• courses of a non-academic nature.

If applicants have previously been denied admission to Berkeley on the basis of their English language proficiency, they must submit new test scores that meet the current minimum from one of the standardized tests. Official TOEFL score reports must be sent directly from Educational Test Services (ETS). The institution code for Berkeley is 4833. Official IELTS score reports must be sent electronically from the testing center to University of California, Berkeley, Graduate Division, Sproul Hall, Rm 318 MC 5900, Berkeley, CA 94720. TOEFL and IELTS score reports are only valid for two years.


Where to Apply

Visit the Berkeley Graduate Division application page

Admission to the Program

Applicants to the program should have a bachelor's degree from a four-year college and at least one year of laboratory experience. The Graduate Record Examination (GRE) General Test is optional. For more information on our program requirements go to:

Doctoral Degree Requirements

Normative Time Requirements

Normative Time to Advancement

Step I: Lab Rotations and Presentations

During the first year of graduate study, each neuroscience graduate student spends three 10-week periods performing research projects in different faculty laboratories. The goal is to expose students to different techniques and approaches in neuroscience and to provide training in experimental design, critical analysis of data, and presentation of research findings. Performance in rotations is evaluated and graded. Rotations also allow students to identify the laboratory in which their thesis research will be performed.  During the first-year students also take Neurosci 290A/B Methods & Career Skills Classes which introduce a broad range of modern neuroscience research methods in didactic lectures and provide advising in initial career skills.  Neurosci 290A (Fall) includes a survey of cutting-edge research methods, advising on how to choose a thesis mentor, training in scientific rigor and reproducibility, and an introduction to the use and misuse of statistics in neuroscience research. Neurosci 290B (Spring) includes in-depth training on how to give a top-notch scientific talk, advising on how to write effective research papers, and on scientific project management.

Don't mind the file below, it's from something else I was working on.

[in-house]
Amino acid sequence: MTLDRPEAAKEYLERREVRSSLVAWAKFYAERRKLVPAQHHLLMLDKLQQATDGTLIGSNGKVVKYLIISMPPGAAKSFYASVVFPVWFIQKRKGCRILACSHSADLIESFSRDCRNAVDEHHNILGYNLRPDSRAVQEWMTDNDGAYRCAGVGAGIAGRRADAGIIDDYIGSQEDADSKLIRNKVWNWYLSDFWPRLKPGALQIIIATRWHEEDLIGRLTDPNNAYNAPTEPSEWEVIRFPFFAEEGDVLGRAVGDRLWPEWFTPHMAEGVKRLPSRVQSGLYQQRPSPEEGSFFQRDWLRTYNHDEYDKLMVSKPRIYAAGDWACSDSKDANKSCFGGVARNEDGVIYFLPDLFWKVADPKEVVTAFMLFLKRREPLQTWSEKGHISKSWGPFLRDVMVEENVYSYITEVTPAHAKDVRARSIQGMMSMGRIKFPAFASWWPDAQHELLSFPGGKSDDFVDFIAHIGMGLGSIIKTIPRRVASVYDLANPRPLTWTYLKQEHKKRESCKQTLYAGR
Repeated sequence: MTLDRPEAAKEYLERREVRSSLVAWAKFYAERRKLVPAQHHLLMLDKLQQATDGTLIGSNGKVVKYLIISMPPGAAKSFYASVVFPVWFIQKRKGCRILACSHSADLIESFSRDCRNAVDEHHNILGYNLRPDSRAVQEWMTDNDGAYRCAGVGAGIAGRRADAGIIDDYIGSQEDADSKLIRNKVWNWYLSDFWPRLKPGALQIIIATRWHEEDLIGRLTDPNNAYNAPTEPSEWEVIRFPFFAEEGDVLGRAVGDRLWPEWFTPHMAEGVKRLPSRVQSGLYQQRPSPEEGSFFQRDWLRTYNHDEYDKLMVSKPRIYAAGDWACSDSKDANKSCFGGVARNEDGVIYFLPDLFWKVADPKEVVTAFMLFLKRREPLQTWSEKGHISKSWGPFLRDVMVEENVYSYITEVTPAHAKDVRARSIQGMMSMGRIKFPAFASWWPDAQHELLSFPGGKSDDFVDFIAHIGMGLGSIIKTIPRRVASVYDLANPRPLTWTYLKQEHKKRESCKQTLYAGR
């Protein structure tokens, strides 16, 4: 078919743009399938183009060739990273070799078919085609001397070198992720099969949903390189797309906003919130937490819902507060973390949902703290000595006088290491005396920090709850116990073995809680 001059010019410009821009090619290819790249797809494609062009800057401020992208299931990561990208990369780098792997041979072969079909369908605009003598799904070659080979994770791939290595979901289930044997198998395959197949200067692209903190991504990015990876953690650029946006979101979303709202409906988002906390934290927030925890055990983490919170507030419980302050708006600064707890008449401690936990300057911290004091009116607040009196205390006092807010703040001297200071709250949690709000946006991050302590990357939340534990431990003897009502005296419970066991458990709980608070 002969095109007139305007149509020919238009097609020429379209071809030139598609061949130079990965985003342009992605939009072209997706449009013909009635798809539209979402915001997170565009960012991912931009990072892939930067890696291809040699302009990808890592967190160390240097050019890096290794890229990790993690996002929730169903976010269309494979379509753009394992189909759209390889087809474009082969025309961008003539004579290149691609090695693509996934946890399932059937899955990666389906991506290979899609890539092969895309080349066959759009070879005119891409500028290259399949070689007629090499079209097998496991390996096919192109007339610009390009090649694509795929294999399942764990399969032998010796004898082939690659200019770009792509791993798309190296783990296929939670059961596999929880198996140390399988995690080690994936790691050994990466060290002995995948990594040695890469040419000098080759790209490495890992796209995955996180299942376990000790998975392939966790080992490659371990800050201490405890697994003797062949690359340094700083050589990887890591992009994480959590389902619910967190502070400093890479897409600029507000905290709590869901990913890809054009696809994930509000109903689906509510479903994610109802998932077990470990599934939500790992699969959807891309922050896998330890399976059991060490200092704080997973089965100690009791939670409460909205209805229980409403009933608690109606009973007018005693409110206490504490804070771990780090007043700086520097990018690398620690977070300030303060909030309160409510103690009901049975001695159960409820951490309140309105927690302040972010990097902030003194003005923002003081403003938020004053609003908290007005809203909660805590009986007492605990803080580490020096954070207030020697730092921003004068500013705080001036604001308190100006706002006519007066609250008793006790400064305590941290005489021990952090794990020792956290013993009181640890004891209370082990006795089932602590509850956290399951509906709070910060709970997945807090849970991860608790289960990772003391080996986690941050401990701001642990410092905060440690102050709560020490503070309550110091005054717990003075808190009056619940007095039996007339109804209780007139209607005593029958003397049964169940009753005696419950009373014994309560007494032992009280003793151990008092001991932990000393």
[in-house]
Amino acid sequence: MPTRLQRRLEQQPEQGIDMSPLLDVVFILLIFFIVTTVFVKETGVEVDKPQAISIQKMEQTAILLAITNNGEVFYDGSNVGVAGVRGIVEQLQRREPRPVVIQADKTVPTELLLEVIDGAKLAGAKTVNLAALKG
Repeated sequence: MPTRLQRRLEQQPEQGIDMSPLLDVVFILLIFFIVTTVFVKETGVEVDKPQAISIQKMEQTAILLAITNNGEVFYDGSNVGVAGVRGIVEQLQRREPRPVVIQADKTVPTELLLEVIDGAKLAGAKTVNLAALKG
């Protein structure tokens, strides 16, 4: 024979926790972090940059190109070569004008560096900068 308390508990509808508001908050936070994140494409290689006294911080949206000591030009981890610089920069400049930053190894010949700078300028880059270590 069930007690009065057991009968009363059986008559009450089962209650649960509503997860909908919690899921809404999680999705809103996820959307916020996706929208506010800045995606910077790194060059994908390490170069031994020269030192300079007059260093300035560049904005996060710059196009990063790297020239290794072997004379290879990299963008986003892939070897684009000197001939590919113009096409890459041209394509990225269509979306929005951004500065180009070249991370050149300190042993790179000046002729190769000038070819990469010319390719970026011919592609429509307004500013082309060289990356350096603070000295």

Step II: Qualifying Exam

Students complete an oral qualifying exam during the spring semester of Year 2. This exam is structured around two written proposals—one in the student’s proposed area of thesis research, and the other in an area of neuroscience outside the thesis topic. During the exam, a faculty committee tests the student’s knowledge of these areas and general neuroscience. Students must demonstrate the ability to recognize important research problems, propose relevant experimental approaches, and display comprehensive knowledge of relevant subjects. Students must pass the qualifying examination before advancing to doctoral candidacy.

Normative Time in Candidacy

Step III: Dissertation

Students undertake research for the PhD dissertation under a four-person committee in charge of their research and dissertation. Students do original research using a wide variety of cutting-edge neuroscience methods. The students then write a dissertation based on the results of this research. On completion of the research and approval of the dissertation by the committee, the students are awarded the doctorate.

Total Normative Time

Total normative time is 5.7 years.

Time to Advancement


One Graduate Course in Each of the Following Three Foundational Areas

Students can either take one graduate-level course from each category, or three graduate level courses from two areas, plus a selected advanced undergraduate course from a third area. They are taken in years 1–2.  Courses offered will vary depending on the semester.  The courses below are samples of courses that fulfill the area requirements.

1. Cellular, Molecular and Developmental Neuroscience
Choose one:
MCELLBI 231Advanced Developmental and Stem Cell Biology4
MCELLBI 236Advanced Mammalian Physiology5
MCELLBI 240Advanced Genetic Analysis4
NEUROSC C261Cellular and Developmental Neurobiology3
2. Systems and Computational Neuroscience 
Choose one:
PSYCH 210BProseminar: Cognition, Brain, and Behavior3
VIS SCI 265Neural Computation3
NEUROSC C262Circuit and Systems Neurobiology3
3. Cognition, Brain and  Behavior 
Choose one:
PSYCH 117Human Neuropsychology3
PSYCH C127Cognitive Neuroscience3
PSYCH 210AProseminar: Cognition, Brain, and Behavior3
PSYCH 210DCourse Not Available3
PSYCH 214Functional MRI Methods3
PSYCH 240AProseminar: Biological, Cognitive, and Language Development3
PB HLTH C217DBiological and Public Health Aspects of Alzheimer's Disease3
VIS SCI 262Visual Cognitive Neuroscience3
One Graduate Elective Seminar Course

Students must take one additional elective course. This can be either a graduate-level seminar or graduate-level lecture course, and can be 1 unit or more. This is typically taken in years three-four. You may also select a foundation course as an elective. Consult your thesis adviser and thesis committee to select the most appropriate course for you.